FORT WAYNE – Lets just say that Anson Kiraly is not your typical 17-year-old with a smartphone.
When he got his, the Snider High School junior didnt start hunting around for Angry Birds game apps.
Nope, he started looking for foreign-language dictionaries.
Ive got a bunch, he said, pointing to icons on his screen for dictionaries in French, Chinese, Hungarian, Arabic, German, Danish and even Old English.
When I got a smartphone, first thing I did was to go find a bunch of dictionaries.
A self-confessed language geek who has studied five, Kiraly felt right at home Saturday at the third annual International Youth Exchange Expo at IPFWs Walb Student Union.
The event was designed to encourage area high school students to participate in international exchange programs.
Dick Conklin of Fort Wayne, representing Fort Wayne Rotary Clubs, an event co-sponsor, said the reasons to study abroad go beyond cultural curiosity – although that reason is perfectly good enough. Its an experience that will change your life forever, personally and academically, he said.
And, with a rapidly globalizing economy, the ability to speak a different language and relate to a different culture can be a ticket to a great job.
These kinds of experiences are whats needed in todays world, Conklin said. Thats where so many of the careers are.
Representatives of several local companies were at the event promoting their international ties.
They included Franklin Electric, in the process of relocating from Bluffton to Fort Wayne and whose business is about 60 percent international; Whiteshire Hamroc of Decatur, which sells pigs and breeding material to countries such as Japan, South Korea and China where pork is a menu mainstay; and Wieland Furniture of Grabill, a niche furniture-maker that sells internationally to hospitals and medical clinics.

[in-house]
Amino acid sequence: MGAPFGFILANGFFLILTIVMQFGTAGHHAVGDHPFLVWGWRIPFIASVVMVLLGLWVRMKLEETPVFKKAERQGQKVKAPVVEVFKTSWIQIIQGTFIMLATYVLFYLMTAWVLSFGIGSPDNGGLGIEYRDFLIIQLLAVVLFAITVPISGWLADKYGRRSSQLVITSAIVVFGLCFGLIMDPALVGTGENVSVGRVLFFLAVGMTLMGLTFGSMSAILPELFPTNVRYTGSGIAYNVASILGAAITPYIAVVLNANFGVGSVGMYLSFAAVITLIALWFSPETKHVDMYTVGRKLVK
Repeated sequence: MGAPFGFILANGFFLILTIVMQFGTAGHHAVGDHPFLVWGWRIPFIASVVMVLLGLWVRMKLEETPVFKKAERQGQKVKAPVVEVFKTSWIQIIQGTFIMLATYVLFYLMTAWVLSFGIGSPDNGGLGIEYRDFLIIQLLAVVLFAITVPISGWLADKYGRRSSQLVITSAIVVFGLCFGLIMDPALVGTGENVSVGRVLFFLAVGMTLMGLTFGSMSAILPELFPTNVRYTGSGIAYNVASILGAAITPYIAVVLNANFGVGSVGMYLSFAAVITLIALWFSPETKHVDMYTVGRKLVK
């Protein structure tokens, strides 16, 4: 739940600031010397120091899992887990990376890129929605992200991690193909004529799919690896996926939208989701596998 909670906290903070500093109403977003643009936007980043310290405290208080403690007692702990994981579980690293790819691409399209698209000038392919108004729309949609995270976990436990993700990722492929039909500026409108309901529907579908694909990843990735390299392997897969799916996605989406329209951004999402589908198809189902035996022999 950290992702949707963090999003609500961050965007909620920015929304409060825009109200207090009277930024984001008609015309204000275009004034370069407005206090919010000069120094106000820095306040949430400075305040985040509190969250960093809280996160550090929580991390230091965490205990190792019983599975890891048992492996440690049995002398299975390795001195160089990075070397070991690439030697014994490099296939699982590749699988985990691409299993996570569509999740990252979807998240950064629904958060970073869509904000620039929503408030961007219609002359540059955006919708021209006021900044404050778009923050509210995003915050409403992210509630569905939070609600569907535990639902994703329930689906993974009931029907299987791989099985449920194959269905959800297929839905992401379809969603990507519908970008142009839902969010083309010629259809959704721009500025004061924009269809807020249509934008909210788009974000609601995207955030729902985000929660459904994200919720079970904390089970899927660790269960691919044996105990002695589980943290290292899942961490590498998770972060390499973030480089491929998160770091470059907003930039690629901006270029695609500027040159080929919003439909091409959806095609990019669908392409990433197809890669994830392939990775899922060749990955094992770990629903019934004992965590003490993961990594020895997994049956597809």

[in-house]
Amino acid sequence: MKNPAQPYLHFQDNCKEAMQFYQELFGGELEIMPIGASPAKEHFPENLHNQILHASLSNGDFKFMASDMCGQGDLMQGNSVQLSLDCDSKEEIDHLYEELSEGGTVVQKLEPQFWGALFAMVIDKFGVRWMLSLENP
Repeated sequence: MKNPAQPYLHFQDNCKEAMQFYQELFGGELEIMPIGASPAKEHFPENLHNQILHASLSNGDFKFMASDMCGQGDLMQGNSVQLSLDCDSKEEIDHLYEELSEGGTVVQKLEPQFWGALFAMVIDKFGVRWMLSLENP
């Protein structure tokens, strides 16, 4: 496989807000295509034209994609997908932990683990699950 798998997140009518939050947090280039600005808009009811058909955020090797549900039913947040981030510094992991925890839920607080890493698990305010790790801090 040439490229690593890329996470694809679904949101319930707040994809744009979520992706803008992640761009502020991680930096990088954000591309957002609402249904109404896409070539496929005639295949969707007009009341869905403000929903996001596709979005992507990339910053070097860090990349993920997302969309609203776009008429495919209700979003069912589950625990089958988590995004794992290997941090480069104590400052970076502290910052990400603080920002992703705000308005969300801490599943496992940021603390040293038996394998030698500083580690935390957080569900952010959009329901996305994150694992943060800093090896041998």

Ivy Tech representative Martha Martin was promoting that schools study-abroad programs in countries including Costa Rica, Belize, Ireland, France and England. Allen County 4-H Club was promoting both a visit by Polish exchange students this summer and a trip to Poland in 2014.
There was also a booth from the Hefner Trust, which provides financial aid for travel and study abroad. Theres no reason a student who has the dream of doing this cant do it, Conklin said.
Josh Kellenberger, 30, a teacher of German at Snider High School, attended with several of his students, including Kiraly, Matt Phillips and Tanner Luffman.
Luffman and Phillips are part of group that will be going to Krefeld, Germany, in June, staying there for a month.
Both think they would like to use the language in their careers – Phillips possibly as an engineer and Luffman in medicine. Luffman said he has an interest in hemopathology, a field that includes diseases such as leukemia and hemophilia.
But both are looking forward to bettering their language skills.
Were supposed to be in total language immersion, Luffman said, and thats what I want.